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How to Apply a Scientific Mindset to Your Everyday Life

scientific mindset

The scientific mindset is a great way to better understand the world and how to adapt to it. This mindset is not only useful in colleges and laboratories, but I believe we can also apply it to our everyday lives.

By learning to be a more scientific thinker, we always respect the facts, question our beliefs, practice our knowledge in the real world, and never stop learning new things.

This mindset can significantly benefit our lives by teaching us how to adapt effectively to new information in our world, and never just take our preconceived knowledge and beliefs for granted.

I believe that anyone can benefit from adopting a more “scientific mindset,” even if they are not a scientist or researcher. Here are the main principles behind becoming a more scientific thinker in your everyday life.

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Enlightened Self-Interest: When Your Values Overlap with Other People’s Values

enlightened self-interest

Enlightened self-interest is the idea that often times doing what is good for yourself is also doing what is good for others, and vice versa.

This means your interests and values overlap with the interests and values of other people. And ultimately, when you work to achieve your own values (and what really matters to you), you are also creating value for society as a whole.

In my article about false choices, one of the main ones I bring up is the false choice between “self-interest” and “altruism.”

The common belief is that to live a good and moral life you have two choices: 1) Be completely “selfless” and do nothing but serve others, or 2) Be completely “selfish” and just do what you want because other people have to take care of themselves.

However, the most important insight is to see how serving yourself and serving others is often the same thing. This is what enlightened self-interest is all about.

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Beginner’s Mind: Looking at Old Problems With New Eyes

beginner's mind

Beginner’s mind is defined as “an attitude of openness, eagerness, and lack of preconceptions when studying a subject, even when studying at an advanced level, just as beginner in the subject would.”

This is a very healthy and beneficial attitude to have at times. Often when we become really knowledgeable about an area in life, we become blinded in our ability to look at the subject from a new and different perspective.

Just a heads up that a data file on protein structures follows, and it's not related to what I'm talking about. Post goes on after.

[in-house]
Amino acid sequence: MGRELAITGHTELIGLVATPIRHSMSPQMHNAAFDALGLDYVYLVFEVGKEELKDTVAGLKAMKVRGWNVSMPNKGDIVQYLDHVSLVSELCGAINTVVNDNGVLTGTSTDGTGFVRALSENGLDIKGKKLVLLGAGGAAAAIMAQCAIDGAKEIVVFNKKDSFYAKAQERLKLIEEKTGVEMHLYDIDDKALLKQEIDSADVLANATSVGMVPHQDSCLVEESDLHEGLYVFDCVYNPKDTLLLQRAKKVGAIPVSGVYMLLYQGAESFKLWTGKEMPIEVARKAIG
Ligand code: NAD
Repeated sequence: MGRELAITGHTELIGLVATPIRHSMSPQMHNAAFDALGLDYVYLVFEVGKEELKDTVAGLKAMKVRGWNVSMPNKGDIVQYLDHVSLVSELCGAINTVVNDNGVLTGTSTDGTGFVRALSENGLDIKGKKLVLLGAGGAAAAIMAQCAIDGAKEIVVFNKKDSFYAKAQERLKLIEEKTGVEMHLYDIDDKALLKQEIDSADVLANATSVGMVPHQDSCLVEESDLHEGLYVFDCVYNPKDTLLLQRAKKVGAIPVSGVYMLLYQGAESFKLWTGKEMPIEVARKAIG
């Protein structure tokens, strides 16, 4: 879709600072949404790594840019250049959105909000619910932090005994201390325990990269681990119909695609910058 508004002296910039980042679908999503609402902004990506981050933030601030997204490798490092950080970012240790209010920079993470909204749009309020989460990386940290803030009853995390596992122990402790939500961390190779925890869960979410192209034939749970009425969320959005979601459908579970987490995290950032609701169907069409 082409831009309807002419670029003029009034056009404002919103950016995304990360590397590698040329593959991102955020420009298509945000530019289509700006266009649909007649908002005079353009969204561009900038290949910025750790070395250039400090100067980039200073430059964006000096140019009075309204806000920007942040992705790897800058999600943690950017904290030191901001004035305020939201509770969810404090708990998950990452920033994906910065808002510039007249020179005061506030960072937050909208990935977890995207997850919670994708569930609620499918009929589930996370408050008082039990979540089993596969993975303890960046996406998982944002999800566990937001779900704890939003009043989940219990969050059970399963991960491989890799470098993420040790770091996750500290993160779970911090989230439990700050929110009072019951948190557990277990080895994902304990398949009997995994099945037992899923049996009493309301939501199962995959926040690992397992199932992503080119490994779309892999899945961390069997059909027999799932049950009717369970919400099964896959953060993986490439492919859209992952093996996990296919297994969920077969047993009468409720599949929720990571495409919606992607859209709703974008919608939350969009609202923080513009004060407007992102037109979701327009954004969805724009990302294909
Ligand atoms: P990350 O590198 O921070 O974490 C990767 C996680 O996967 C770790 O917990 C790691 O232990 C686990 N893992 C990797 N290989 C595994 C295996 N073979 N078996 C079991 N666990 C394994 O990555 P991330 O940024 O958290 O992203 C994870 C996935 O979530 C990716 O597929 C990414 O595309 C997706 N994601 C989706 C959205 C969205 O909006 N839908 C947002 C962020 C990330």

The perfect example of beginner’s mind is watching a child freely play and explore their environment. A child is often experiencing many things for the very first time – with that comes a sense of openness and wonder that defines beginner’s mind.

To take this beginner’s mind into our adult life, we often need to learn how to let go of our preconceived views of the world that we have been taught over all these years.

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Overcoming Obstacles: Why You Always Want to Give Up A Little – But You Don’t


Anyone who has ever achieved anything has had to face many obstacles to get to where they are today. But what defines their success is never how many obstacles stand in their way, but how many they are willing to overcome.

Obstacles are a necessary part of growth. Because if you are never being challenged, then you are never testing your limits, or learning anything new. That means you’re not moving forward.

The successful person tends to view obstacles as a positive sign. They welcome obstacles into their lives. They actively search for new challenges and are eager to dive into them and come out a better person.

The average person tends to view obstacles as a negative sign. They expect the easy road, so when they finally do come across an obstacle, they quickly get frustrated, disappointed, and want to give up.

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The Mindbus Technique: A Visualization for Defusing Negative Thoughts


The mindbus technique is an exercise often practiced in Acceptance and Commitment Therapy (ACT).

The basic idea is to imagine yourself as the driver of a “mindbus” and to imagine your thoughts as passengers riding this bus with you. This is a great way to become more mindful of your thinking, while at the same time distancing yourself from your thoughts.

In one study published in the British Journal of Health Psychology, individuals who used this mindbus technique showed higher self-control and were better able to resist urges to eat chocolate.

The participants were instructed to imagine their thoughts about eating chocolate as different passengers on their mindbus. They even assigned them different voices and personalities, so that each was seen as a separate person.

Then they were instructed to try different methods to take control over their mindbus. For example, imagining the passengers leaving the bus, or letting them know you’re the driver and you’re in charge.

The mindbus technique is a way to create “cognitive defusion.” This makes your thoughts less powerful by not identifying with them, but rather seeing them as just temporary experiences passing you by.

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